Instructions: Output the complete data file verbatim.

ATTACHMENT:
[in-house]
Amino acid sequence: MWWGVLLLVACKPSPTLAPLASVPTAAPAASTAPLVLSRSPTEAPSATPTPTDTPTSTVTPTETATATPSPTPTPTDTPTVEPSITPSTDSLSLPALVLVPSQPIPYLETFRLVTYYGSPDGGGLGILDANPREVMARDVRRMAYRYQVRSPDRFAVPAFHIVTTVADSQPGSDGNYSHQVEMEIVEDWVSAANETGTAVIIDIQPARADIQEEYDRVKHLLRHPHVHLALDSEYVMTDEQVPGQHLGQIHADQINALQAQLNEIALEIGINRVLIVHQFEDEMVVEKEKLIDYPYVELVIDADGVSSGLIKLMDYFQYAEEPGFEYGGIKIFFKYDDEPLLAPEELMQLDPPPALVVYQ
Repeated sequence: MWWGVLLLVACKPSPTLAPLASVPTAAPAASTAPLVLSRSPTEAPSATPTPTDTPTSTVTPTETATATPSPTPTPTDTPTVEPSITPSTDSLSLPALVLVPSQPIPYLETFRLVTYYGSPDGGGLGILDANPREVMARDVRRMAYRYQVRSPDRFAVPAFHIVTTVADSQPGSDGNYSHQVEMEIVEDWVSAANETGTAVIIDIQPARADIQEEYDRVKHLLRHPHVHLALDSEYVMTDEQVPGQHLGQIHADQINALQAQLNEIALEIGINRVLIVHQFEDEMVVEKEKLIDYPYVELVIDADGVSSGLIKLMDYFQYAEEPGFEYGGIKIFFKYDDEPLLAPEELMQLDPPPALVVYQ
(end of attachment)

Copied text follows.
[in-house]
Amino acid sequence: MWWGVLLLVACKPSPTLAPLASVPTAAPAASTAPLVLSRSPTEAPSATPTPTDTPTSTVTPTETATATPSPTPTPTDTPTVEPSITPSTDSLSLPALVLVPSQPIPYLETFRLVTYYGSPDGGGLGILDANPREVMARDVRRMAYRYQVRSPDRFAVPAFHIVTTVADSQPGSDGNYSHQVEMEIVEDWVSAANETGTAVIIDIQPARADIQEEYDRVKHLLRHPHVHLALDSEYVMTDEQVPGQHLGQIHADQINALQAQLNEIALEIGINRVLIVHQFEDEMVVEKEKLIDYPYVELVIDADGVSSGLIKLMDYFQYAEEPGFEYGGIKIFFKYDDEPLLAPEELMQLDPPPALVVYQ
Repeated sequence: MWWGVLLLVACKPSPTLAPLASVPTAAPAASTAPLVLSRSPTEAPSATPTPTDTPTSTVTPTETATATPSPTPTPTDTPTVEPSITPSTDSLSLPALVLVPSQPIPYLETFRLVTYYGSPDGGGLGILDANPREVMARDVRRMAYRYQVRSPDRFAVPAFHIVTTVADSQPGSDGNYSHQVEMEIVEDWVSAANETGTAVIIDIQPARADIQEEYDRVKHLLRHPHVHLALDSEYVMTDEQVPGQHLGQIHADQINALQAQLNEIALEIGINRVLIVHQFEDEMVVEKEKLIDYPYVELVIDADGVSSGLIKLMDYFQYAEEPGFEYGGIKIFFKYDDEPLLAPEELMQLDPPPALVVYQ